General Wellbeing

The practice of floating allows you to increase your creative abilities and learning processes by crossing those “invisible lands” of altered states of consciousness.

Here are some of the primary benefits:
Promote complete relaxation; eliminate fatigue and jet lag; relieve stress (mental and physical); energize, rejuvenate, and revitalize; increase motivation; decrease depression, anxiety, and fear; and gain freedom from habits, phobias, and addictions.
Floatation is an excellent tool that can be integrated into professional and amateur sports. It provides deep muscle relaxation and accelerates the healing of bruises and sprains. Floatation also promotes the absorption of lactic acid, reducing recovery time and improving microcirculation. A number of studies conducted by major universities have shown unequivocally that floatation improves sports performance through the unique experience of altered states of consciousness.
Many famous athletes have utilized floatation, including Carl Lewis, who used the practice to prepare himself for winning the gold metal in the long jump at the 1988 Olympics in Soul, as well as 1998 Ironman champion Peter Reid, the Dallas Cowboys American football team, the 2000 US Olympic team, and the 2000 Australian Olympic team.
The AIS (Australian Institute of Sport) uses floatation as an integral part of the training regimen for Olympic Athletes. There are three main purposes for this: general athletic recovery, injury recovery, and as part of a neuromuscular rehabilitation program. The UK team of professional athletes (Team GB), which includes Phillips Idowu (silver medalist), Tasha Danvers (silver/bronze in Beijing), and Jade Johnson (gold at the 2008 European Cup in France) have used floatation within an athletic training program, and it has been exceptionally favorable both in terms of physical and mental aspects of their individual performance.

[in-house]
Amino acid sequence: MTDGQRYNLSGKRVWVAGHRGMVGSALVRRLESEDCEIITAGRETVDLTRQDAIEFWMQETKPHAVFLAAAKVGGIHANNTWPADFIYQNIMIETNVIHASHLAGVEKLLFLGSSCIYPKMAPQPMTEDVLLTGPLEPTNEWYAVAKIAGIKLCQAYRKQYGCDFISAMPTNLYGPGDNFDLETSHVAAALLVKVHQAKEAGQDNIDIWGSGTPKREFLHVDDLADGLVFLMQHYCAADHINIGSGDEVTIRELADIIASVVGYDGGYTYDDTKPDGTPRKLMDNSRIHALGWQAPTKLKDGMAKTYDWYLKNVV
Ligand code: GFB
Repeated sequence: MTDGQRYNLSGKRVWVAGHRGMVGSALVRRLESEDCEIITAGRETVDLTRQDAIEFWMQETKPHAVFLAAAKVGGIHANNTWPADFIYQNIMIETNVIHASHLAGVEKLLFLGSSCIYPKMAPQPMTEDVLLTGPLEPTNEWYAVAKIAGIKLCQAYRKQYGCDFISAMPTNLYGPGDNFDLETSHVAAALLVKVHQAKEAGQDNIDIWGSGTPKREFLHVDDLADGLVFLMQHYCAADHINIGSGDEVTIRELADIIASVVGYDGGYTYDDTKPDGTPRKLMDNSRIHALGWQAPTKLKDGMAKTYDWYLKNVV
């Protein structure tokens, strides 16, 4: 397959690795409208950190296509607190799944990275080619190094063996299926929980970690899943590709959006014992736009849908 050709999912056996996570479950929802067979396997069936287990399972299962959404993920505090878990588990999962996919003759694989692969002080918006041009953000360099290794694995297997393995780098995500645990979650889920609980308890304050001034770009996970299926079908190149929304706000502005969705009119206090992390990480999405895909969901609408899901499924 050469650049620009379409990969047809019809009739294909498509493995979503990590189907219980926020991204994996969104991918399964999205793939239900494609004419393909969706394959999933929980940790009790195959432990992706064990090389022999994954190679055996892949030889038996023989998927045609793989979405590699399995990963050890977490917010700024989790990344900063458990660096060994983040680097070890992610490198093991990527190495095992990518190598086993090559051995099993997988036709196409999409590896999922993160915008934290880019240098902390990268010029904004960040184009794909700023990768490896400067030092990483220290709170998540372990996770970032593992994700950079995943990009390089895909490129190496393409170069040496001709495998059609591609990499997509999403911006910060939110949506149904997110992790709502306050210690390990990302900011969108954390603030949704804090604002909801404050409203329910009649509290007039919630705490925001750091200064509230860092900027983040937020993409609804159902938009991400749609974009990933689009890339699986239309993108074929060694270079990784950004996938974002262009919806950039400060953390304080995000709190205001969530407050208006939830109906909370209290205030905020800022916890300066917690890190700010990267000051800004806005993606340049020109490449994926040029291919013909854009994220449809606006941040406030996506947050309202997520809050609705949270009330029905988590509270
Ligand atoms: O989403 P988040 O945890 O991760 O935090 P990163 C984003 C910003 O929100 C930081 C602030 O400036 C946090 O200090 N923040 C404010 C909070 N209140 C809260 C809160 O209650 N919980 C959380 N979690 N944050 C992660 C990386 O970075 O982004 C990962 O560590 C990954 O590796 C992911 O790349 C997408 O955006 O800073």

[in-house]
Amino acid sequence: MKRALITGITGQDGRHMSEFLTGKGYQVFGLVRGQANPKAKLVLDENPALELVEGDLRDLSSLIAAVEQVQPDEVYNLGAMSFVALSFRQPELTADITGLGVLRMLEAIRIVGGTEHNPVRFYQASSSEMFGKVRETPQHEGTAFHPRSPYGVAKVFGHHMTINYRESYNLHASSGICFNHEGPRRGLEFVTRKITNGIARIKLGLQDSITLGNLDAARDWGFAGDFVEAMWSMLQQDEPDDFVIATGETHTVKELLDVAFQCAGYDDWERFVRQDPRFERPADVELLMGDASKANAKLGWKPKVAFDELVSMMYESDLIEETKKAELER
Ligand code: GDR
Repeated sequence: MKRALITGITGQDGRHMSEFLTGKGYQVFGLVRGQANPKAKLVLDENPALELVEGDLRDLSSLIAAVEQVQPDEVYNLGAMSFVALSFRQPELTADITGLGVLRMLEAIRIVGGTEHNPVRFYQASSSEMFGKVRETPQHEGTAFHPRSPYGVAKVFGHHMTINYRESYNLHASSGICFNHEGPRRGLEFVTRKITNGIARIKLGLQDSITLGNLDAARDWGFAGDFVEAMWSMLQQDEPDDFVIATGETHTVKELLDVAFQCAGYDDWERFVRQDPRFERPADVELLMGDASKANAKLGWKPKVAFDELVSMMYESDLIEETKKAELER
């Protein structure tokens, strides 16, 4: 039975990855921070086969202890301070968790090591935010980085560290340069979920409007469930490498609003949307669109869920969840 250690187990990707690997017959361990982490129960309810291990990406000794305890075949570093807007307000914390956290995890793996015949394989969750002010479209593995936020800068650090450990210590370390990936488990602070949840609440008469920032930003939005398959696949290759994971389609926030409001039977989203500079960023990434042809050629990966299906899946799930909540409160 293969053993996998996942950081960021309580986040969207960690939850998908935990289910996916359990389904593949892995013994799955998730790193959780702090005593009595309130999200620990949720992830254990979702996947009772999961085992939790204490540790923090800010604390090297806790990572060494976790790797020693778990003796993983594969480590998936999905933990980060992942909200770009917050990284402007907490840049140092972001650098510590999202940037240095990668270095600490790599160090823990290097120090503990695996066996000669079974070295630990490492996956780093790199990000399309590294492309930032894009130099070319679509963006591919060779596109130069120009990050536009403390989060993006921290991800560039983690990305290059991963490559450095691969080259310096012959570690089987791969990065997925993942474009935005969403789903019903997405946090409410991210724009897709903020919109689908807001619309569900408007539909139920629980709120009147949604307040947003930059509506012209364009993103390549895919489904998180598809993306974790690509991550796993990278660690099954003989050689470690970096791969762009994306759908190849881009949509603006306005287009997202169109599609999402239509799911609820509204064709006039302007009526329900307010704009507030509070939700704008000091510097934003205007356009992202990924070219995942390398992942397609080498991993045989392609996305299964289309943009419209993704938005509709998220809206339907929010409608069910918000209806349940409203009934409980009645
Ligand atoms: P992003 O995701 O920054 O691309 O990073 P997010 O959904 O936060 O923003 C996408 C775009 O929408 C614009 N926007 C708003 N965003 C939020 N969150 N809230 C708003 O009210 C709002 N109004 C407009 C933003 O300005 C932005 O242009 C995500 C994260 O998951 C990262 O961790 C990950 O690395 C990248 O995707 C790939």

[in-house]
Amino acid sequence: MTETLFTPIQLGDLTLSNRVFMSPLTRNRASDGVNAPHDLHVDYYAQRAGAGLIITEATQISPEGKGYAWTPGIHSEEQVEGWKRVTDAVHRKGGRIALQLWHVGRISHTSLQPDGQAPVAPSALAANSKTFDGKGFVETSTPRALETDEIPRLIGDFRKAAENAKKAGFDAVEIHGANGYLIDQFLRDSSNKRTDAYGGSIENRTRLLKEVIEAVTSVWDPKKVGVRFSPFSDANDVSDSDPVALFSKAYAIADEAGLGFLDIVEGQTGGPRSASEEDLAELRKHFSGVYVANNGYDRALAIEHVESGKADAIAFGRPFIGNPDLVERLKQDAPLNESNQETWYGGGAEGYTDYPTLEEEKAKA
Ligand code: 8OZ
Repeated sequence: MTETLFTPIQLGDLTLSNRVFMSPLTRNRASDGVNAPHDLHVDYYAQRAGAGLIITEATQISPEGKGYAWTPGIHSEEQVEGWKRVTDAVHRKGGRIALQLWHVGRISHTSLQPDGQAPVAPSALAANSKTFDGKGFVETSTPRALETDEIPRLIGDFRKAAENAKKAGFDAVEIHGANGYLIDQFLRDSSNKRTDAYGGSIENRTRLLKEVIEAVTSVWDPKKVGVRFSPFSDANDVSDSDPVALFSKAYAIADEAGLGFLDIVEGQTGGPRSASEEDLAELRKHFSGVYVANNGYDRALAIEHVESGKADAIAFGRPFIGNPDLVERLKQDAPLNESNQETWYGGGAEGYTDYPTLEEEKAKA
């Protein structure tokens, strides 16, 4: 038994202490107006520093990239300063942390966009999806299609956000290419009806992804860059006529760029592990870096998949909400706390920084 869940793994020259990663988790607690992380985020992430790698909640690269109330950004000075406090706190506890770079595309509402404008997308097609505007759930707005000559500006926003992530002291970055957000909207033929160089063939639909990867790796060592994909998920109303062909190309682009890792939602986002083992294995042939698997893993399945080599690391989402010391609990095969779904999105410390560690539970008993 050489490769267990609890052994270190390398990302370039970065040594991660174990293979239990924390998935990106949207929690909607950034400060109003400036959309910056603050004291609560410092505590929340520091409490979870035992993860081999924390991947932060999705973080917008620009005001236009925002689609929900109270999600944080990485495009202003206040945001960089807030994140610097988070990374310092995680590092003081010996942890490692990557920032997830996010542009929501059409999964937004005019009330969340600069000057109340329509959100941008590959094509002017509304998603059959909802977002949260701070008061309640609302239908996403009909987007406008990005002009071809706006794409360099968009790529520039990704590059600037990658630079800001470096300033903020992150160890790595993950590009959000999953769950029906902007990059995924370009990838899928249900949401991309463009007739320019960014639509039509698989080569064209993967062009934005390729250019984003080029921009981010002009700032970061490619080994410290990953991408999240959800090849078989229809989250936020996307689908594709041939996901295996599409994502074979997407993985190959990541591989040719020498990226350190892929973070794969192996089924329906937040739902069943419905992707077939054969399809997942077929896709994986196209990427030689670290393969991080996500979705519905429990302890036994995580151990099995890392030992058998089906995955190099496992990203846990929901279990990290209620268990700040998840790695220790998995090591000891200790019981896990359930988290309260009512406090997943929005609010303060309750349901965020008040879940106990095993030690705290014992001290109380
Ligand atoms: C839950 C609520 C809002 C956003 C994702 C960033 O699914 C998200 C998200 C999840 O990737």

When you eliminate external stimuli, you become more aware of what is left: your body, your ego. After eliminating light, sound, touch, and gravity, what remains is nothing but our own bodies (muscles, skeleton, internal organs) and the relationship between our conscious and unconscious mind (thoughts, emotions, mental images).

What happens in the tank is nothing more than a splendid paradox: through the restriction of sensory input we improve our own sensory awareness.
Scientific research has shown that floating in sensory deprivation is an effective method for lowering the biochemistry related to stress (ACTH and cortisol), thereby inducing a state of creative relaxation. Muscles no longer need to act against the constant pull of gravity; they float weightlessly, freely, like astronauts in space. Muscular pain is reduced by providing more oxygen and stimulating the elimination of lactic acid.

Floatation also rids the body of toxins and increases the level of endorphins (which act as natural analgesics). Circulation is improved as well in the absence of gravity, allowing blood to easily reach the body’s extremities.

Floating can increase performance and potential at work and in life, as it improves self confidence and objectivity. It helps in cases of anxiety and panic attacks, and some psychotherapists are using the tub to ensure greater effectiveness of their treatments..

Mental Benefits

Stimulate left and right brainwaves; move from beta brainwaves into the lower frequencies of alpha, theta, and delta; facilitate mental clarity and awareness; increase creativity and problem solving; deepen mediation practices; increase sensory acuteness; and accelerate learning

Physical Benefits

Decrease production of cortisol, ACTH, lactic acid, and adrenaline; increase the production of endorphins; accelerate rehabilitation and recovery; alleviate pain (arthritis, migraine, injuries, etc.); stimulate the immune system; improve the circulation and distribution of oxygen and nutrients; decrease blood pressure, hypertension, heart rate, and oxygen consumption; improve athletic performance; prevent sports injuries and stimulate healing.